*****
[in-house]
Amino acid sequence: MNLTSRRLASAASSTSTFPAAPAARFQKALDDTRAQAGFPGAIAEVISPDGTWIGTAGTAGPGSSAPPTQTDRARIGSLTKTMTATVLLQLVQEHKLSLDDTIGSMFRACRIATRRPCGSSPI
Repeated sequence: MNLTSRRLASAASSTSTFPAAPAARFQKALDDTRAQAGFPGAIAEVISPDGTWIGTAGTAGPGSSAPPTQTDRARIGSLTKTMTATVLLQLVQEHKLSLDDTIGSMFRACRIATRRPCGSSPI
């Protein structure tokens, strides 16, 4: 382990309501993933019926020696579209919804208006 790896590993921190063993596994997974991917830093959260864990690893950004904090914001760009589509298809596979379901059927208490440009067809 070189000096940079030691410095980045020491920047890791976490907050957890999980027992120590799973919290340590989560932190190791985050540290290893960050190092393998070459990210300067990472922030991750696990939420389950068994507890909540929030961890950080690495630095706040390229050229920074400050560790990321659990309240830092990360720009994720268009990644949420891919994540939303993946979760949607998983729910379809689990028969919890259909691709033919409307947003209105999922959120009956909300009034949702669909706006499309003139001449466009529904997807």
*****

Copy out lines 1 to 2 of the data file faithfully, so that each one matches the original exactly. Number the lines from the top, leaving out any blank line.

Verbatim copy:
[in-house]
Amino acid sequence: MNLTSRRLASAASSTSTFPAAPAARFQKALDDTRAQAGFPGAIAEVISPDGTWIGTAGTAGPGSSAPPTQTDRARIGSLTKTMTATVLLQLVQEHKLSLDDTIGSMFRACRIATRRPCGSSPI